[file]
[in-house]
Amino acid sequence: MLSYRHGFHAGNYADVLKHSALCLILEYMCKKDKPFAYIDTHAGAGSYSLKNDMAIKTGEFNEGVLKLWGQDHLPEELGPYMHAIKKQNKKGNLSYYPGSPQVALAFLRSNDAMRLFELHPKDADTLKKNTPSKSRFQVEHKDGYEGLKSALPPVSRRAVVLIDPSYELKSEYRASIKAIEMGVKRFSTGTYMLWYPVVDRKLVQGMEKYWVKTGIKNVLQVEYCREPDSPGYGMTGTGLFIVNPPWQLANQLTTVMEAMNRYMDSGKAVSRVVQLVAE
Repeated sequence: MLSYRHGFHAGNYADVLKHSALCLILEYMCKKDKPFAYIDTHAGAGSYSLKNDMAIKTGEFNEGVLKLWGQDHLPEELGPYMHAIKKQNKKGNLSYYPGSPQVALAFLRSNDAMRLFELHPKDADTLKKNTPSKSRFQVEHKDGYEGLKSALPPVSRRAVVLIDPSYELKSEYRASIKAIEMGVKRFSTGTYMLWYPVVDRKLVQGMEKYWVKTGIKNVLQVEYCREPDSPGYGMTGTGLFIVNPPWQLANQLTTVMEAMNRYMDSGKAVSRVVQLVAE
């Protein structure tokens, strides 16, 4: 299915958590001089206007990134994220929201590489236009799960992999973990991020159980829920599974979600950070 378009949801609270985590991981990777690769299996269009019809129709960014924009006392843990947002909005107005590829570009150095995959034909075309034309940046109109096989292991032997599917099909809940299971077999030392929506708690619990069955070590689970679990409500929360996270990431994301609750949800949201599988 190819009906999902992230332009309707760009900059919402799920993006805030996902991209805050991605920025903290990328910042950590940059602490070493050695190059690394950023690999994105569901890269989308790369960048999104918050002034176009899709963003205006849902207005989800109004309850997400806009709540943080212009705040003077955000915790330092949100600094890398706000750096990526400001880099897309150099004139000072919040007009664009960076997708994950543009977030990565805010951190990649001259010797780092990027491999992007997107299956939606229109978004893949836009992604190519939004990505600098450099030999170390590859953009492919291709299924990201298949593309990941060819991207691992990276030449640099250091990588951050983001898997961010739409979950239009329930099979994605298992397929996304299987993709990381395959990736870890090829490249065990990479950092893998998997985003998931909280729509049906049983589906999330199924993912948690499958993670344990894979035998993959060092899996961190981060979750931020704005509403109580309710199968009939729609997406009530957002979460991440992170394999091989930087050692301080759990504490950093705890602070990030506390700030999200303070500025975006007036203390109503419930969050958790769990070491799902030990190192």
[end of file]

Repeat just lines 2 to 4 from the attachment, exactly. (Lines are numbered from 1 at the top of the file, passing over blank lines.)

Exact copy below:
Amino acid sequence: MLSYRHGFHAGNYADVLKHSALCLILEYMCKKDKPFAYIDTHAGAGSYSLKNDMAIKTGEFNEGVLKLWGQDHLPEELGPYMHAIKKQNKKGNLSYYPGSPQVALAFLRSNDAMRLFELHPKDADTLKKNTPSKSRFQVEHKDGYEGLKSALPPVSRRAVVLIDPSYELKSEYRASIKAIEMGVKRFSTGTYMLWYPVVDRKLVQGMEKYWVKTGIKNVLQVEYCREPDSPGYGMTGTGLFIVNPPWQLANQLTTVMEAMNRYMDSGKAVSRVVQLVAE
Repeated sequence: MLSYRHGFHAGNYADVLKHSALCLILEYMCKKDKPFAYIDTHAGAGSYSLKNDMAIKTGEFNEGVLKLWGQDHLPEELGPYMHAIKKQNKKGNLSYYPGSPQVALAFLRSNDAMRLFELHPKDADTLKKNTPSKSRFQVEHKDGYEGLKSALPPVSRRAVVLIDPSYELKSEYRASIKAIEMGVKRFSTGTYMLWYPVVDRKLVQGMEKYWVKTGIKNVLQVEYCREPDSPGYGMTGTGLFIVNPPWQLANQLTTVMEAMNRYMDSGKAVSRVVQLVAE
């Protein structure tokens, strides 16, 4: 299915958590001089206007990134994220929201590489236009799960992999973990991020159980829920599974979600950070 378009949801609270985590991981990777690769299996269009019809129709960014924009006392843990947002909005107005590829570009150095995959034909075309034309940046109109096989292991032997599917099909809940299971077999030392929506708690619990069955070590689970679990409500929360996270990431994301609750949800949201599988 190819009906999902992230332009309707760009900059919402799920993006805030996902991209805050991605920025903290990328910042950590940059602490070493050695190059690394950023690999994105569901890269989308790369960048999104918050002034176009899709963003205006849902207005989800109004309850997400806009709540943080212009705040003077955000915790330092949100600094890398706000750096990526400001880099897309150099004139000072919040007009664009960076997708994950543009977030990565805010951190990649001259010797780092990027491999992007997107299956939606229109978004893949836009992604190519939004990505600098450099030999170390590859953009492919291709299924990201298949593309990941060819991207691992990276030449640099250091990588951050983001898997961010739409979950239009329930099979994605298992397929996304299987993709990381395959990736870890090829490249065990990479950092893998998997985003998931909280729509049906049983589906999330199924993912948690499958993670344990894979035998993959060092899996961190981060979750931020704005509403109580309710199968009939729609997406009530957002979460991440992170394999091989930087050692301080759990504490950093705890602070990030506390700030999200303070500025975006007036203390109503419930969050958790769990070491799902030990190192």